The Power of Small

How does your organization handle ideas? Typically, leaders gather ideas (sometimes in suggestion boxes) and then funnel them through many layers of scrutiny and debate, culling hundreds or perhaps thousands of ideas down to a promising few. They provide resources to develop the chosen ideas through proposals, projections, plans, and more layers of approvals, to mitigate the risks associated with implementing the ideas. Eventually, they build and launch the finalist ideas with great fanfare, where minor changes might be made based on the reception of the ideas in the marketplace. It is easy to see why, in this kind of environment, top-down is a requirement: If everyone ran around implementing their own ideas, there would be a lot of expensive failures, far more than the business likely could sustain. The leaders, understandably, serve as gatekeepers, and fund the best ideas according to levels of acceptable risk.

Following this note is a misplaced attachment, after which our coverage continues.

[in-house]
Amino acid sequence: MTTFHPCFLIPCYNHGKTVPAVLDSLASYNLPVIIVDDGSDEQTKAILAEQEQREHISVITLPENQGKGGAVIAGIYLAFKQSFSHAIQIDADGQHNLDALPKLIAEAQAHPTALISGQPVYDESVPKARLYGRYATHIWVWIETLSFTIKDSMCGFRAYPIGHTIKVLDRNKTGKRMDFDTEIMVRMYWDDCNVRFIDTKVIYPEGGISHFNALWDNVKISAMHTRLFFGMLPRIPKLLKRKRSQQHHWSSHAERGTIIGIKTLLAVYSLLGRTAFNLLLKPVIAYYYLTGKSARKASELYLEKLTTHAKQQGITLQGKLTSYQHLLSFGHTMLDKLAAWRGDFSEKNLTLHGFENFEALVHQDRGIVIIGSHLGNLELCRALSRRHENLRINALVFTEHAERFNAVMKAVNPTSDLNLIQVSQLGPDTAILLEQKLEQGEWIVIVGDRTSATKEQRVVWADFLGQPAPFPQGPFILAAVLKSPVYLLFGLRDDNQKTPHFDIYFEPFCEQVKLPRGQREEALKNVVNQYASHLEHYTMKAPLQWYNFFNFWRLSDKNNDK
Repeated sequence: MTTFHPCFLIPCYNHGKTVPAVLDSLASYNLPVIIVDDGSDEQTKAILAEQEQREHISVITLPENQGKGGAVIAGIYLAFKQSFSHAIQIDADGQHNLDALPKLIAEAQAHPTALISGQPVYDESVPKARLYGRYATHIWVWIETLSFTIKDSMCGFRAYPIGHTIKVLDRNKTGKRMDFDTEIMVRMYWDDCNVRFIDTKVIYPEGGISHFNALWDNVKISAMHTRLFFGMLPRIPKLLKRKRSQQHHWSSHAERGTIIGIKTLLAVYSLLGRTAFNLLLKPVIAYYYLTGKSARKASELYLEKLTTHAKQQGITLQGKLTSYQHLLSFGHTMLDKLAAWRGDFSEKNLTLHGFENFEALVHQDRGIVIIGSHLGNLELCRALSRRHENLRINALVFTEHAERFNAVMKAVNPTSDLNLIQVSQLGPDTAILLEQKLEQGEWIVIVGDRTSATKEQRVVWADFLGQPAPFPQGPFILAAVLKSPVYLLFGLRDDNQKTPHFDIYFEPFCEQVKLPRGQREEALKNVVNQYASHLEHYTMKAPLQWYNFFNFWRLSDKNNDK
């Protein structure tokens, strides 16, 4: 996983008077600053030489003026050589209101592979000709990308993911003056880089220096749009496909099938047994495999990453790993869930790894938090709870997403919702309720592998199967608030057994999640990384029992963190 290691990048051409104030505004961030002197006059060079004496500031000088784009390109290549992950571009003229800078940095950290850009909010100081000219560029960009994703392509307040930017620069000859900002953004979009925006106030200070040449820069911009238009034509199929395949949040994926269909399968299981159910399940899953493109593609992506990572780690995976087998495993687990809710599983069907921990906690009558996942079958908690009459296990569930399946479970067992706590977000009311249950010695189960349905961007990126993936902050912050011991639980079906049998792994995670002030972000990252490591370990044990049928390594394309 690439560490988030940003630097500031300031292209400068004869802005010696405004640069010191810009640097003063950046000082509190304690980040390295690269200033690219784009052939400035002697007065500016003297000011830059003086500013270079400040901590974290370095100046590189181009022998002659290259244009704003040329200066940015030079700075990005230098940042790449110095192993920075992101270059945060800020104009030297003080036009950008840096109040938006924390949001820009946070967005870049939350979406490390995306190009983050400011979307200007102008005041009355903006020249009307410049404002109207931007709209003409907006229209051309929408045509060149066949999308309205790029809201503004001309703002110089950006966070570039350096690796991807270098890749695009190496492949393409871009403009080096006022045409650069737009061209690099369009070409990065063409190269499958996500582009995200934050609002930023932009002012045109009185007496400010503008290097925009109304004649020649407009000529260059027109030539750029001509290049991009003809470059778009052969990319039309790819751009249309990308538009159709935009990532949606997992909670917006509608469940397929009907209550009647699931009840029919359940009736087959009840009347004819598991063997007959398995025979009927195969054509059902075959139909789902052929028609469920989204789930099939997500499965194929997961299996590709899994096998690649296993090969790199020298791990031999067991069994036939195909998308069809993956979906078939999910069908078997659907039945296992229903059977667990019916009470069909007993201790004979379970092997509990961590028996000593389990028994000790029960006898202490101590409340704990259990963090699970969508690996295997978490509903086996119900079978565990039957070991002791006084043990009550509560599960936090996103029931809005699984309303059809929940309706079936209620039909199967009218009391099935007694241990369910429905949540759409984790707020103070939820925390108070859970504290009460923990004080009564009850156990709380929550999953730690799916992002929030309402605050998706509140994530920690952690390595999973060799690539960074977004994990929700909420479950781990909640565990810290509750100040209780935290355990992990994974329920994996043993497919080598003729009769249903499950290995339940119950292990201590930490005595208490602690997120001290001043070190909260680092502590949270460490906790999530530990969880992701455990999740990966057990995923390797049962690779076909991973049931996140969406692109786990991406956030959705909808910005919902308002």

But let me suggest this: What if the cost of trying something out were almost zero? What if there was little or no risk inherent in failure? Going one step further, what if it was possible to test every idea (hard to imagine, given what we know to be true from Chapter 7, “The Right Things, Not Everything”)? Rather than trying to predict the success of ideas, it would only require observing which of the ideas were successful.

Let’s compare the two approaches, hypothetically. An organization has 100 ideas for a new product. Leaders spend several months ...

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